One should be able to do what one knows
Milt Hakel (Bowling Green State University)
The preceding statement is elegant in its simplicity and brevity, and so profound as to be able to drive all aspects of higher education.
In the 21st century, it is no longer appropriate for university classes to focus on knowledge acquisition on the part of students. New knowledge is being created every instant, and it is impossible for any one person to keep up with everything even in a very narrow field. Also, students today are adept at finding the knowledge they need when they need it. Professors emphasizing knowledge is passe, and I am embarrassed to be a colleague to so many professors who stubbornly adhere to the old ways. Also, it is just plain wrong for professors to assume that students will be able to figure out what to do with their knowledge once they graduate from college. If they don’t learn how to use it here, they won’t be able to take that skill with them.
In the 21st century, the focus should be on what a student can do with discipline specific knowledge. An old proverb goes something like, if you feed a person a fish, then the person eats only then. But if you teach a person how to catch fish, then the person will eat well into the future.
Decades of research by psychologists have revealed many truths about how people learn best. They don’t learn by being talked to, but by being shown and they trying it for themselves. This is what I’m all about. My philosophy is that college courses should not be about teachers, they should only be about student learning. I have adopted the learning-centered classroom approach, where students learn by doing. My role as a teacher is to get students to a point where they can realistically do something with what they know. Once they learn to ride the bicycle of accounting, they won’t need my training wheels any more and they can travel anywhere they want. Along the way, students must get intimate with the material, to tear it apart and put it back together again so that in the future they (without my assistance) can think and act on their own.
My philosophy is to reach out to students. Did you know that students will have a better experience in class if the professor always wears a smile when entering the room? Reaching out to students is so important. Someone needs to make first contact, and it’ll never be the student. That’s why a professor must smile and be cordial. Who wants to be touched by a sour puss? An old adage goes something like this, “You can lead a horse to water, but you can’t force him to drink.” Well, I walk along the path with the students, let them get there at their own pace, and help get them excited to drink when they arrive at their destination.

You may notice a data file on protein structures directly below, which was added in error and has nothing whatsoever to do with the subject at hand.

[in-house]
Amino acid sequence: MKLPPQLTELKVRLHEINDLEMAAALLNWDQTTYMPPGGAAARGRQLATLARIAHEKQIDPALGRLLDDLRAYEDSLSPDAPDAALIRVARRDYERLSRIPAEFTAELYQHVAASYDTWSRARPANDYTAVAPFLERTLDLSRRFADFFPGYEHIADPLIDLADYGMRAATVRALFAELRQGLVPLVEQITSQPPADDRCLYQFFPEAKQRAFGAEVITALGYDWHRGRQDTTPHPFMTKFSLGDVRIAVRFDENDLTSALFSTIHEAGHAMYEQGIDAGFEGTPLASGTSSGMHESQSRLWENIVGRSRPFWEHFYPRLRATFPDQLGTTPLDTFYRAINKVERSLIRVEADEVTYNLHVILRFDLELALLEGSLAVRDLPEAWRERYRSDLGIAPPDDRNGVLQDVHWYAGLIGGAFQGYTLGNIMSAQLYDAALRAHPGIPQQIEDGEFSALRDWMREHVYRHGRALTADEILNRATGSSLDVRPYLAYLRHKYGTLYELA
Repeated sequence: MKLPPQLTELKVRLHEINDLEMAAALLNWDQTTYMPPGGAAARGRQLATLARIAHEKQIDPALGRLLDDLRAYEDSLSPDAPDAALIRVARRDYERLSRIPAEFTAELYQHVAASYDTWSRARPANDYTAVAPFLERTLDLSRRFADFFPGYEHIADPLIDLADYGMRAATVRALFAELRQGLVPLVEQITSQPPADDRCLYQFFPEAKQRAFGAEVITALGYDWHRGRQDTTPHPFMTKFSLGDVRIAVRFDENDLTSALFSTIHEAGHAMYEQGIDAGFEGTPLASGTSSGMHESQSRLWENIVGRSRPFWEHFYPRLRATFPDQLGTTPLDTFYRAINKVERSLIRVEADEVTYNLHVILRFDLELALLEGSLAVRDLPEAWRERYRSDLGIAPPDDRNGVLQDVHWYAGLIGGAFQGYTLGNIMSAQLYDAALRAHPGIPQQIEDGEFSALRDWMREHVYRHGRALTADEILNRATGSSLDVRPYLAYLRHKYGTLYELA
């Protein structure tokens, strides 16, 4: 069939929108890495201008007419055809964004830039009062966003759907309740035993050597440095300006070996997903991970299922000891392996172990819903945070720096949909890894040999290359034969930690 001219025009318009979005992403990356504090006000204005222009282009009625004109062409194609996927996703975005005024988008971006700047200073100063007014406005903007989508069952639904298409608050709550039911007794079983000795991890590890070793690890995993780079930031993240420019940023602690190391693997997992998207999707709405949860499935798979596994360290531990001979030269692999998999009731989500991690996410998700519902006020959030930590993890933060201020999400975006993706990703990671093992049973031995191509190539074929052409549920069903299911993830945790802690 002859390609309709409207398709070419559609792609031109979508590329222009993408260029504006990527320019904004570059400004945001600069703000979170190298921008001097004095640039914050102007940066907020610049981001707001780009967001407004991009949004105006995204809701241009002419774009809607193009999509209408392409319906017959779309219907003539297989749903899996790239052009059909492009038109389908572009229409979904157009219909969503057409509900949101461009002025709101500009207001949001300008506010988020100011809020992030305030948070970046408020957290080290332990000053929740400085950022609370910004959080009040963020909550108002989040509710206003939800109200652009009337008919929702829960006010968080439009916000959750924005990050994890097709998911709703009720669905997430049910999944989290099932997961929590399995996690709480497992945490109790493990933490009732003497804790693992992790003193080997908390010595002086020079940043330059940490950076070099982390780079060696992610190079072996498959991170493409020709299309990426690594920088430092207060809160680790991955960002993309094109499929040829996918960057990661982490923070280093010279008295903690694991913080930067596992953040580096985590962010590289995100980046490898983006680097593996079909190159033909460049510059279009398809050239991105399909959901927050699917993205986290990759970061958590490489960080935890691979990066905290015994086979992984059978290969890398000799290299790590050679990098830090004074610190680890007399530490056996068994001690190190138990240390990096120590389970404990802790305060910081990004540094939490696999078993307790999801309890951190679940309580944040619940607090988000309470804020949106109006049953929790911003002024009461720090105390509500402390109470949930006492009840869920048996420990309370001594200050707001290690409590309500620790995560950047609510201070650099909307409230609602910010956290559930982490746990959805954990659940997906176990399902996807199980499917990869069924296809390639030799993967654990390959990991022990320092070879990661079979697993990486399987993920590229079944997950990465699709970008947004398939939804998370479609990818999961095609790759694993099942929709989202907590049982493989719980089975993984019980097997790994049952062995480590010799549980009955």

What is the most important aspect of teaching?
The most important aspect of effective teaching, in my opinion, is to to motivate students, to try to make it easy for a student to develop an affinity for the subject. What makes it so interesting is that the students are so different! Some can be hooked by a vision of the future. Others by the potential for service to society. Then some are motivated by the prospect of a challenging career, or perhaps a rewarding career. Some get motivated because they learn that they are invited to become an integral part of the group learning environment. Others get motivated by doing. Others learn because of their friends, or because they appreciate the professor. A professor must use whatever it takes to make it possible for students to develop an
affinity for the subject.
I have found that today’s students are eager to learn. This runs contrary to what so many professors believe. If I don’t select something vitally important for them, then I am wasting their precious time. As a result, I bear a heavy responsibility to choose carefully those things that are the most important for students to learn. The most frequent comments I hear from students is that I truly care that they learn in my classes, and that I believe what they should learn from my classes will have a priceless impact on their professional lives. Once I have communicated this, then invariably classes go very well because students are naturally enthusiastic to learn what will make them a better person.
Although it is a second aspect, I think that a professor must so respect the student’s right to learn that nothing done by the professor will cheapen any student’s experience. A third aspect is that a professor must be willing to interact with each and every student that needs coaching. I bring something to every class for students to work on. I am able to walk around the classroom, peering over each student’s shoulder, and providing a gentle nudge if asked for it.
What satisfaction is there to being a professor?
Being a professor is my whole life! My self-identity is defined by being a professor. My joy of life comes from being a professor. I can’t imagine life any other way. I am especially enthused about being a teacher. My greatest thrill comes from when a student says, “Now I see how this works.” From this point on they need me no more.
Imagine what it is like. Students line up to take my classes. They pay money to listen to me speak and to watch me, to learn to think like I think and do how I do! Being a professor is a heavy responsibility, because of the impact one has on the mind and life of so many young citizens of society. I continually strive to do the best job possible because my students deserve the very best. I have talked with a few other professors who have adopted the learner-centered approach. They agree that they are now concerned with each and everything that is said and done in class, and the impact it all has on how a student is learning.
I am grateful that my students can leave college and enter the business world able to stand on their own two feet. They understand business, they can speak and read the language of business.
Over and out – – David Albrecht